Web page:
On Tuesday, the fourth of Cheshvan 5695 (1934), the Rosh Yeshivah, Rav Meir Shapiro, did not appear on time for his early morning shiur, lecture. This was highly unusual, since, normally, he was the first one to arrive. As the minutes passed, they realized that something was amiss. Their concern became stronger when he did not attend Shacharis, morning prayer service. Rav Meir was not merely a Rosh Yeshivah. Although he had not been blessed with his own biological children, the students of the yeshivah were his sons – and they felt he was their father. After davening they went to his home to inquire why he had not been to davening. They discovered him lying in bed with a bad cold. The doctor who was at his bedside said there was no reason for concern. The Rosh Yeshivah simply had a bad case of the flu.
The following day, Rav Meir’s condition worsened; a swelling had developed in his throat, impeding his ability to breathe properly. Other doctors were summoned to his bedside, but they, too, concurred with his primary physician. There was no reason for concern. In a few days, the Rosh Yeshivah would be up and about. Rav Meir’s body did not seem to agree with the doctor’s prognosis. With each hour, he became significantly weaker. The doctors, nonetheless, felt that he would bounce back and recover.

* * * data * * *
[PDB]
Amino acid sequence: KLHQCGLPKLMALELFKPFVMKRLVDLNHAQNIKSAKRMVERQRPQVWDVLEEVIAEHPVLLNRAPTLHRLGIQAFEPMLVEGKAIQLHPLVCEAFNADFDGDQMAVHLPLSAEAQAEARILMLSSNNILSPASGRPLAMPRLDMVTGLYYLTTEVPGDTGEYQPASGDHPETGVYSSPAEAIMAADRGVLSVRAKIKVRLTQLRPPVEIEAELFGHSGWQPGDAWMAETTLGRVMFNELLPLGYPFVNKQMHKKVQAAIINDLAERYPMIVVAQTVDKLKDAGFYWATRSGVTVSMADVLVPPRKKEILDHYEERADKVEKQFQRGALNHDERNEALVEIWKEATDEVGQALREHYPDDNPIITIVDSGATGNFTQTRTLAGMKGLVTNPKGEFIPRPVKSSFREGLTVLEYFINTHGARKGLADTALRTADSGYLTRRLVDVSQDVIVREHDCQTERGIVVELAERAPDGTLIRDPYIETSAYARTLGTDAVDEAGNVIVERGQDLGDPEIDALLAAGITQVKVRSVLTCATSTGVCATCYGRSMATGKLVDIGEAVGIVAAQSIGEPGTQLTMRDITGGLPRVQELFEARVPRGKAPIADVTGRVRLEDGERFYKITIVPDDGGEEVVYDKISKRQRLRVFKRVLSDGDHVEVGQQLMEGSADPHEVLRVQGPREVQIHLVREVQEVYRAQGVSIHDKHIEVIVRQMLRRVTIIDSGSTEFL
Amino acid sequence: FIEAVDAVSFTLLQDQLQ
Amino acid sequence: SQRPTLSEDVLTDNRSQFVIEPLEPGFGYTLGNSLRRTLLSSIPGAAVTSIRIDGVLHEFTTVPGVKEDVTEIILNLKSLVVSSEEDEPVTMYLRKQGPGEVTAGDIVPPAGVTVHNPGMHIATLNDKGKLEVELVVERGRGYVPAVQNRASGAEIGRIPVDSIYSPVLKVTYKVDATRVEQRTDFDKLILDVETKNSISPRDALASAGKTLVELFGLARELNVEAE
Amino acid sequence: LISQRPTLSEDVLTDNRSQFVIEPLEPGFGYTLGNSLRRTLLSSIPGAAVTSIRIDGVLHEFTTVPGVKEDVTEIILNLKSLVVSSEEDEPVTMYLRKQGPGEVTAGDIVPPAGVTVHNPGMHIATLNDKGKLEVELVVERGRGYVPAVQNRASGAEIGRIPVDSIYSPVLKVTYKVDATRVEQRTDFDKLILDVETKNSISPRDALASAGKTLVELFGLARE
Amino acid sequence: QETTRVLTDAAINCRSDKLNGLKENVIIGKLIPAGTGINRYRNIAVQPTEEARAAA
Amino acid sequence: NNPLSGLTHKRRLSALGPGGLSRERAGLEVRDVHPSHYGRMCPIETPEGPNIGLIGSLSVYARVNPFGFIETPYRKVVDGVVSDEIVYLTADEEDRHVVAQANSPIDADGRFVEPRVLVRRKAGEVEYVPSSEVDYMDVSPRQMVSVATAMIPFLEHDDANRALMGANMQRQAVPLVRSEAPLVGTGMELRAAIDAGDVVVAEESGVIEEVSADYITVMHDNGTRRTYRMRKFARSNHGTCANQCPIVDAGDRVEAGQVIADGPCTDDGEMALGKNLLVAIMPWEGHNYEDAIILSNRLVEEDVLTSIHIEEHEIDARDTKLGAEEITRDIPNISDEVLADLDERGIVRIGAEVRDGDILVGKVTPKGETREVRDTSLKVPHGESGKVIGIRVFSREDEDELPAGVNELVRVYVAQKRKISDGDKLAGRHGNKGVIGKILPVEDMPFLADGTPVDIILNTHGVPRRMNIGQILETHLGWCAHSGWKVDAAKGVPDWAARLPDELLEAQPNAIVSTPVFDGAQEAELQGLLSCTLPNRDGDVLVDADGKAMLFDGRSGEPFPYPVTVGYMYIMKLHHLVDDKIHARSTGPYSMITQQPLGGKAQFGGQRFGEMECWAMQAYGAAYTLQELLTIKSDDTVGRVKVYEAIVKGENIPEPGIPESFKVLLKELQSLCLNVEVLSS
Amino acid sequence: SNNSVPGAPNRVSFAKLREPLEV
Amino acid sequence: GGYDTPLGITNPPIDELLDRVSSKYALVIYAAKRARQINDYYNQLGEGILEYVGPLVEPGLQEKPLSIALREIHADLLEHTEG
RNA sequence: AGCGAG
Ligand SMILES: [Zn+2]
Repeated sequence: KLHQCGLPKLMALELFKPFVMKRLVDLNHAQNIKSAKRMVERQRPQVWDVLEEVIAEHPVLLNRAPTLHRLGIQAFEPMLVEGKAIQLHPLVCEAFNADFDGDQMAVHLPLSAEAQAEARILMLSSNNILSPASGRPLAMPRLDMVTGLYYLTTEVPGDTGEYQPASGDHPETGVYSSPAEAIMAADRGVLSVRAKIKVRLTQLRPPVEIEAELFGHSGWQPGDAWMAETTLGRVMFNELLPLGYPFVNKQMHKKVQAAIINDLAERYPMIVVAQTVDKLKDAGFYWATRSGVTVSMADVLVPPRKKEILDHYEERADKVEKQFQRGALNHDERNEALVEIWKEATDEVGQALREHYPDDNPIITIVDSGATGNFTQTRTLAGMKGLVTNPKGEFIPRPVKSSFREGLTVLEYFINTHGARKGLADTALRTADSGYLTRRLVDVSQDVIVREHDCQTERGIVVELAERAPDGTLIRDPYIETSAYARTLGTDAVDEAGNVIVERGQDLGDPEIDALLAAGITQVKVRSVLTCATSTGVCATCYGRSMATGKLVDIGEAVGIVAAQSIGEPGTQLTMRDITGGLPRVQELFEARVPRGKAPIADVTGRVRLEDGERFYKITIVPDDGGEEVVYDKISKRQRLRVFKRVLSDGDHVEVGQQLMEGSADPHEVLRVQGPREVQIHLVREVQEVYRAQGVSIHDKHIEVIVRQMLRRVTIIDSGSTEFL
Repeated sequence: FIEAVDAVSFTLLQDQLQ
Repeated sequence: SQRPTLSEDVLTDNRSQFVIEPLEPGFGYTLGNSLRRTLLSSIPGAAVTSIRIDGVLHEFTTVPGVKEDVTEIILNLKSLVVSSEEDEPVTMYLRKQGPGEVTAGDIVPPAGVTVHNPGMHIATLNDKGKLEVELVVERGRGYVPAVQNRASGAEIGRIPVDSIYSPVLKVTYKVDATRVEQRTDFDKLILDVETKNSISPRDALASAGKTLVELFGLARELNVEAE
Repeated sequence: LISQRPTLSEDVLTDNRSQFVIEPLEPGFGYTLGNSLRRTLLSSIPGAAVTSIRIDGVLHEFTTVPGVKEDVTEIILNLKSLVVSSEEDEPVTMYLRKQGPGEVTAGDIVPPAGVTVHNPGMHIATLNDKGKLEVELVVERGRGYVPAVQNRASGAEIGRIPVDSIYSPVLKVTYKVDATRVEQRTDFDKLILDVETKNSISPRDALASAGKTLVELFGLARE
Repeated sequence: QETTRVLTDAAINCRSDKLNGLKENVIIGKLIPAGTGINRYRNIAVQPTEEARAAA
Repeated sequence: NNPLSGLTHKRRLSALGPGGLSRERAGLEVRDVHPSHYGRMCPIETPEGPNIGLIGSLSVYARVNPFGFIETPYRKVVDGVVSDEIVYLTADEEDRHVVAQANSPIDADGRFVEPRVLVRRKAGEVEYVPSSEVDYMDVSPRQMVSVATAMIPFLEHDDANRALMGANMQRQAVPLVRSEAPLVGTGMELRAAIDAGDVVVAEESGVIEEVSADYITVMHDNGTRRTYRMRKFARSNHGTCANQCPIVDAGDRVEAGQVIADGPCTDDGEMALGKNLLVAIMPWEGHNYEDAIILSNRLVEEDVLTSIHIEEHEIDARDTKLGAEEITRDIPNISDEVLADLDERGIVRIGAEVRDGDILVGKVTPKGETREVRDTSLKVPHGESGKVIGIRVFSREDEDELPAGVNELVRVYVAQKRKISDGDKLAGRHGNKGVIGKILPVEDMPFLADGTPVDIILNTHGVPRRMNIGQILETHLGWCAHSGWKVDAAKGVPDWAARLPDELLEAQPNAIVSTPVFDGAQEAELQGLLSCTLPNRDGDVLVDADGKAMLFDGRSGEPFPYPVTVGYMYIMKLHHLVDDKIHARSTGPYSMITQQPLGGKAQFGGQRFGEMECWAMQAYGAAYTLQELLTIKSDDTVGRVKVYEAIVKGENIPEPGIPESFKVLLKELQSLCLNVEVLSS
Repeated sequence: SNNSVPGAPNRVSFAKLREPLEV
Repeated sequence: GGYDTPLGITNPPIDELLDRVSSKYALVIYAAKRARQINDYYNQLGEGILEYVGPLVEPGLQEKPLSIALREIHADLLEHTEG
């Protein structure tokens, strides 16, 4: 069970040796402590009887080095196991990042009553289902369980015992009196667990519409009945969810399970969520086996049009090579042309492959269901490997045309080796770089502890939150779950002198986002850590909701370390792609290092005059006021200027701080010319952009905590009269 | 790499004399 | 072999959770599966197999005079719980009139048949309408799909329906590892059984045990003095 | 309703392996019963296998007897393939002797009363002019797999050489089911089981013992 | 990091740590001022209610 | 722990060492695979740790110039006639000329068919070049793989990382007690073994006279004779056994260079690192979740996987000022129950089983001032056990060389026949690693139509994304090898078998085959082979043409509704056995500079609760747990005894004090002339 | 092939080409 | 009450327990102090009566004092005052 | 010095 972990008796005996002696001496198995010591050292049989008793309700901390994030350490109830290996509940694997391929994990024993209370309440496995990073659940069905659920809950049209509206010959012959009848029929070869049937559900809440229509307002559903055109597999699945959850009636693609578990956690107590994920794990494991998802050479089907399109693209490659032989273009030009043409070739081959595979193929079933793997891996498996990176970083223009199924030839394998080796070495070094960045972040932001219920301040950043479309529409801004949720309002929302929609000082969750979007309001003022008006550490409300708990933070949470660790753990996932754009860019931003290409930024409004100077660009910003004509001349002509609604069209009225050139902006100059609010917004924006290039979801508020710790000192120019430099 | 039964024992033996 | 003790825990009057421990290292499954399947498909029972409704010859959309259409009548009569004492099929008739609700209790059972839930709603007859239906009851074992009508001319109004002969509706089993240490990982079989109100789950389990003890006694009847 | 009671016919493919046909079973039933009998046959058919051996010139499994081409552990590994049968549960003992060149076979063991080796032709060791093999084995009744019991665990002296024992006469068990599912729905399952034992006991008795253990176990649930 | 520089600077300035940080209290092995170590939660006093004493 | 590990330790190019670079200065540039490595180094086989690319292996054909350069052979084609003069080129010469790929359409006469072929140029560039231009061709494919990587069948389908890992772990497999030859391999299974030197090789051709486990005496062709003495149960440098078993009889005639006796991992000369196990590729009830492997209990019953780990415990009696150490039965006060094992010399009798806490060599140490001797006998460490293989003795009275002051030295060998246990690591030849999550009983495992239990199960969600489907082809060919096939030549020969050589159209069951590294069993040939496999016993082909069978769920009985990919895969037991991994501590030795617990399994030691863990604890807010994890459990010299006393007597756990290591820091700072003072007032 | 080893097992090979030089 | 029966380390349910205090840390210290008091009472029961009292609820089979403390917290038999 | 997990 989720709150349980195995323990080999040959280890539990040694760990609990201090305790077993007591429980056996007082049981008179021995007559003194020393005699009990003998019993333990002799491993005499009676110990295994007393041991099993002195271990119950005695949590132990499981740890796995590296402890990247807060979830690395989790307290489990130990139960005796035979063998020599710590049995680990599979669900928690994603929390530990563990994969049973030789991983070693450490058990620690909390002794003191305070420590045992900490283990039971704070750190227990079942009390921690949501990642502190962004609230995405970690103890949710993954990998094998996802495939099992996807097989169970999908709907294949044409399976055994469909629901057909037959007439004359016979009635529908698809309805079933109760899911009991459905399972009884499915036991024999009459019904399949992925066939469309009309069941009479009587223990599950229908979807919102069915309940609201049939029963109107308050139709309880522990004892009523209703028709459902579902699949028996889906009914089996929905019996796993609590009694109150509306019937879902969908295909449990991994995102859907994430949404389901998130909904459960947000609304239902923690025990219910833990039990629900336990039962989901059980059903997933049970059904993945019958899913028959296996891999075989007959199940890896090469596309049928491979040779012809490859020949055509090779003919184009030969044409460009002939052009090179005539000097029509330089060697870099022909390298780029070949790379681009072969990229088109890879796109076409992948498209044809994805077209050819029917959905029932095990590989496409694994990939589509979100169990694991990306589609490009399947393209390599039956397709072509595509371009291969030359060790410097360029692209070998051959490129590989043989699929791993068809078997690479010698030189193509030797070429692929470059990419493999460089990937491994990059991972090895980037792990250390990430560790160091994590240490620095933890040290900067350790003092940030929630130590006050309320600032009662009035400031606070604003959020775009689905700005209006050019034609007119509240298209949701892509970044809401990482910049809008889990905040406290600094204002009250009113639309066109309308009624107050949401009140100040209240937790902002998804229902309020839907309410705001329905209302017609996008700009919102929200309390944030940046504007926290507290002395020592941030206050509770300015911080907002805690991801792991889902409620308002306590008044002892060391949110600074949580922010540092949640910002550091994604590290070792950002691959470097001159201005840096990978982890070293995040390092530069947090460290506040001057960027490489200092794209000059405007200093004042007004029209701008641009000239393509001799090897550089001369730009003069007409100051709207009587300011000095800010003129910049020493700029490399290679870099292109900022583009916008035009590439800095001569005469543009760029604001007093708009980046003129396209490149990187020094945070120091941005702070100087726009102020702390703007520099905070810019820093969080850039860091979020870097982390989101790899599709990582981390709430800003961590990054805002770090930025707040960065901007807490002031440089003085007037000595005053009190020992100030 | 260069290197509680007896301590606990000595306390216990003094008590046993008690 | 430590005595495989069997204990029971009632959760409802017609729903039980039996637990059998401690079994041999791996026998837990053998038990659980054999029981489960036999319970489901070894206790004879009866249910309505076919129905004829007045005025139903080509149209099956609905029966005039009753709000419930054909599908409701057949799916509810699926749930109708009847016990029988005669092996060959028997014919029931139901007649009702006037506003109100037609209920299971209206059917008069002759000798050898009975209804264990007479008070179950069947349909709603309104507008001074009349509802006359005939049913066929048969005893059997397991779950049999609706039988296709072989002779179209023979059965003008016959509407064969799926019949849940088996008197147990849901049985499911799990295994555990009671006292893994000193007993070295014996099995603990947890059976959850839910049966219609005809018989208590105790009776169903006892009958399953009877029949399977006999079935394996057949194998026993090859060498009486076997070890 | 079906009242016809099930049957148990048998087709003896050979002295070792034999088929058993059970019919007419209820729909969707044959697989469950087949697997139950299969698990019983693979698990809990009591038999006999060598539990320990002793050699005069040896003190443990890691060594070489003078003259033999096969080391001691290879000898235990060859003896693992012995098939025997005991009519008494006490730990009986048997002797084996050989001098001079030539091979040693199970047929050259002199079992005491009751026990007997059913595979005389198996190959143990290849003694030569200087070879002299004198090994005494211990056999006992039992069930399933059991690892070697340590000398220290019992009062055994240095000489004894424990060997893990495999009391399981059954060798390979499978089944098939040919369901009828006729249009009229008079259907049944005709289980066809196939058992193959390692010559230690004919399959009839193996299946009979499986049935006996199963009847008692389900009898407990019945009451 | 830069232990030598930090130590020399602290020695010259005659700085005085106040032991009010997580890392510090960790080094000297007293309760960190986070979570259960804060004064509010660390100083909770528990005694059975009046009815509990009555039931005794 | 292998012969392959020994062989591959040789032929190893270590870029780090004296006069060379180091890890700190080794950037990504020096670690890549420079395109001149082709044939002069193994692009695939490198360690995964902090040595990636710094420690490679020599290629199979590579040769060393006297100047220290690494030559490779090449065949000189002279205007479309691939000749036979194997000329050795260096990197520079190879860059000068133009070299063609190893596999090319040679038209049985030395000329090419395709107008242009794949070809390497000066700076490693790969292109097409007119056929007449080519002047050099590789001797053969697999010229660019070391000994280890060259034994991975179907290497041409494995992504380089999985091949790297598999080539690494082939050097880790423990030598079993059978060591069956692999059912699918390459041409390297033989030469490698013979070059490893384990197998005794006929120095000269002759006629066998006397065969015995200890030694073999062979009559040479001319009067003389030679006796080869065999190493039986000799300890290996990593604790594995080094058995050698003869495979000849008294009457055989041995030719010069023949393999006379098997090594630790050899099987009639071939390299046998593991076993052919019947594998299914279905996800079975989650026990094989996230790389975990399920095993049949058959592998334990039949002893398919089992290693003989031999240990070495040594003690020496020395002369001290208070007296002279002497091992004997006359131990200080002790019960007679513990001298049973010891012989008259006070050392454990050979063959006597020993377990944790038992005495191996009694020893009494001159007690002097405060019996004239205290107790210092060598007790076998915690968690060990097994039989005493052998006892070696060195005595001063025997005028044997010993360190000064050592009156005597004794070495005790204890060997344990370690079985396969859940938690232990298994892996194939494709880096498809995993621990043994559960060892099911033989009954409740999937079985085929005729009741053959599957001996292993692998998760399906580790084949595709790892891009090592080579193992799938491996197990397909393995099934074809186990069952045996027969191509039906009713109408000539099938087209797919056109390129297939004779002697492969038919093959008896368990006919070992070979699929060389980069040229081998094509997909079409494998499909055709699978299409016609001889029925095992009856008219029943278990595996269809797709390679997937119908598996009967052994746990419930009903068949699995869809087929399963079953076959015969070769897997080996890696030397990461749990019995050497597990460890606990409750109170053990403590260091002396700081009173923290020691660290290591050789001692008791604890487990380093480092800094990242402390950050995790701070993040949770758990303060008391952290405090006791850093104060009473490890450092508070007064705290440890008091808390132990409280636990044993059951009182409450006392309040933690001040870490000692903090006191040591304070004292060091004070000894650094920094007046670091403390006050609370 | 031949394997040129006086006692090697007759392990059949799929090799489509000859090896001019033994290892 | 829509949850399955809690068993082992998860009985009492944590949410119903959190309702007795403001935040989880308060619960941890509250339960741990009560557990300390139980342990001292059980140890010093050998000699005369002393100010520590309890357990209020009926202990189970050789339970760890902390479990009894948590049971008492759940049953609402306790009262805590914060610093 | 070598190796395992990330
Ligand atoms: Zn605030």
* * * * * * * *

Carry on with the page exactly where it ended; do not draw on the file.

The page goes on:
Late Thursday night, it was evident that the doctors were grossly mistaken. It was clear that their beloved Rebbe had but minutes to live. On a piece of paper, he wrote an instruction to his talmidim standing around his bedside, “Everyone should drink l’chaim!” Immediately, a bottle and cups appeared, and the bachurim drank l’chaim.
As weak as he was, Rav Meir stretched out his hand and shook the hand of each and every student. After this, he motioned that they should sing one of his niggunim, tunes, to the words, Becha batchu Avoseinu (“In You did our ancestors trust”). In the middle of the song, he beckoned to them to form a circle around his bed, and then, on a scrap of paper, he wrote his last words: “Rak b’simchah – only with joy.” This was his final epistle.
The students danced around his bed singing and crying. In the middle lay Rav Meir, his august countenance shining like an angel. With his hand, he beckoned them to go faster, to sing louder, until suddenly, he gave a shudder and his holy neshamah, soul, ascended Heavenward to meet the holy Tanaaim and Amoraim who were surely waiting to greet him.
As I write this, I attempt to imagine the scene. It must have been the most remarkable experience, as true joy overcame sadness, reality overshadowed illusion. To achieve such a death, one has to have lived such a life: “Rak b’simchah – only with joy!”